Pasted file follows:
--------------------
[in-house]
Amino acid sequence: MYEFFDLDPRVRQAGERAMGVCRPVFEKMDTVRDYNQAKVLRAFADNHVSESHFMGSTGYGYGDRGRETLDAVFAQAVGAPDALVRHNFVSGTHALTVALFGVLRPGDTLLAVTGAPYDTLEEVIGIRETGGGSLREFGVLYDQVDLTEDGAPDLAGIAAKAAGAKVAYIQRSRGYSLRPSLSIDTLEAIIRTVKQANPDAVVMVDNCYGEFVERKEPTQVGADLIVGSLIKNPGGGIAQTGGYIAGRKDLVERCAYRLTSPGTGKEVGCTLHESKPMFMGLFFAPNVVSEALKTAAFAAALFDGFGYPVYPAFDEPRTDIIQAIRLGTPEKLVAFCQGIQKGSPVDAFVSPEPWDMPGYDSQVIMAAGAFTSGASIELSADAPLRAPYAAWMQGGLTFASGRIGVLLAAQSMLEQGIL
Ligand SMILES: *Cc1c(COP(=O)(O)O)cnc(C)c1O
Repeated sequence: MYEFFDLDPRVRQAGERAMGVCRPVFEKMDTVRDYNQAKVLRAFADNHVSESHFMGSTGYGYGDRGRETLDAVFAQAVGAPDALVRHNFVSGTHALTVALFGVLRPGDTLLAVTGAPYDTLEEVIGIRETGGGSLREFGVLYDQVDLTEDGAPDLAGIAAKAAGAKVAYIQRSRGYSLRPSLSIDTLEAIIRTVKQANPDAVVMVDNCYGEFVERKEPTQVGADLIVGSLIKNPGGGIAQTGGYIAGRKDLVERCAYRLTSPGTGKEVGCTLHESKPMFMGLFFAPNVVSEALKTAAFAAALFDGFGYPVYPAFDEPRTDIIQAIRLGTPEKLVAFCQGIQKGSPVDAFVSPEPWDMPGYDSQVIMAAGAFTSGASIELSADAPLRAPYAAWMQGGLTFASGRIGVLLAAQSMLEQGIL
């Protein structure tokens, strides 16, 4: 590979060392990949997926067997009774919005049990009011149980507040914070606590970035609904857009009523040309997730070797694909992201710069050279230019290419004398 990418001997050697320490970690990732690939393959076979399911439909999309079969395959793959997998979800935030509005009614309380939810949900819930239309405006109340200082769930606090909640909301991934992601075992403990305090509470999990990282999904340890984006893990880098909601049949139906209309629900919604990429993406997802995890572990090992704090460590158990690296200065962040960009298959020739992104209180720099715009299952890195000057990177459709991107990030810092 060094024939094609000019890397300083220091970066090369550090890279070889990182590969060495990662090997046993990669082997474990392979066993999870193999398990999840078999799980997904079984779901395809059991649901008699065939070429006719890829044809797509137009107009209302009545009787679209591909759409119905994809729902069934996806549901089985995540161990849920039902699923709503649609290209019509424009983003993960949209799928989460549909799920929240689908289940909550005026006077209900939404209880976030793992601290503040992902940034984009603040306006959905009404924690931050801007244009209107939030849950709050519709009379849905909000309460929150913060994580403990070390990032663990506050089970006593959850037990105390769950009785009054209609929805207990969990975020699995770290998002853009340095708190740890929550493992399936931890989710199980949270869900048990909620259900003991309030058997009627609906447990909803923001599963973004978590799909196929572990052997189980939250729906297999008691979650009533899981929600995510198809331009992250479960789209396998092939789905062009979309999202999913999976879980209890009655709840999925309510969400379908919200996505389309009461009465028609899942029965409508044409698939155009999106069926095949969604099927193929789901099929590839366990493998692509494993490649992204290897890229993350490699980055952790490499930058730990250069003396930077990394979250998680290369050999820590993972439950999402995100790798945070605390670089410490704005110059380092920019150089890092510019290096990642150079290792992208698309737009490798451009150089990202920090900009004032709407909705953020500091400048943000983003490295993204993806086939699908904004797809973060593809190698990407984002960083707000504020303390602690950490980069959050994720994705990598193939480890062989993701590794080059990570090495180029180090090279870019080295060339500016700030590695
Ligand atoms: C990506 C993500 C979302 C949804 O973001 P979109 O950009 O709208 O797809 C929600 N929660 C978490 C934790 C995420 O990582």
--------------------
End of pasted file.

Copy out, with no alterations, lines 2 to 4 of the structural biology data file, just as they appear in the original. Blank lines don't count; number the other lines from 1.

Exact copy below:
Amino acid sequence: MYEFFDLDPRVRQAGERAMGVCRPVFEKMDTVRDYNQAKVLRAFADNHVSESHFMGSTGYGYGDRGRETLDAVFAQAVGAPDALVRHNFVSGTHALTVALFGVLRPGDTLLAVTGAPYDTLEEVIGIRETGGGSLREFGVLYDQVDLTEDGAPDLAGIAAKAAGAKVAYIQRSRGYSLRPSLSIDTLEAIIRTVKQANPDAVVMVDNCYGEFVERKEPTQVGADLIVGSLIKNPGGGIAQTGGYIAGRKDLVERCAYRLTSPGTGKEVGCTLHESKPMFMGLFFAPNVVSEALKTAAFAAALFDGFGYPVYPAFDEPRTDIIQAIRLGTPEKLVAFCQGIQKGSPVDAFVSPEPWDMPGYDSQVIMAAGAFTSGASIELSADAPLRAPYAAWMQGGLTFASGRIGVLLAAQSMLEQGIL
Ligand SMILES: *Cc1c(COP(=O)(O)O)cnc(C)c1O
Repeated sequence: MYEFFDLDPRVRQAGERAMGVCRPVFEKMDTVRDYNQAKVLRAFADNHVSESHFMGSTGYGYGDRGRETLDAVFAQAVGAPDALVRHNFVSGTHALTVALFGVLRPGDTLLAVTGAPYDTLEEVIGIRETGGGSLREFGVLYDQVDLTEDGAPDLAGIAAKAAGAKVAYIQRSRGYSLRPSLSIDTLEAIIRTVKQANPDAVVMVDNCYGEFVERKEPTQVGADLIVGSLIKNPGGGIAQTGGYIAGRKDLVERCAYRLTSPGTGKEVGCTLHESKPMFMGLFFAPNVVSEALKTAAFAAALFDGFGYPVYPAFDEPRTDIIQAIRLGTPEKLVAFCQGIQKGSPVDAFVSPEPWDMPGYDSQVIMAAGAFTSGASIELSADAPLRAPYAAWMQGGLTFASGRIGVLLAAQSMLEQGIL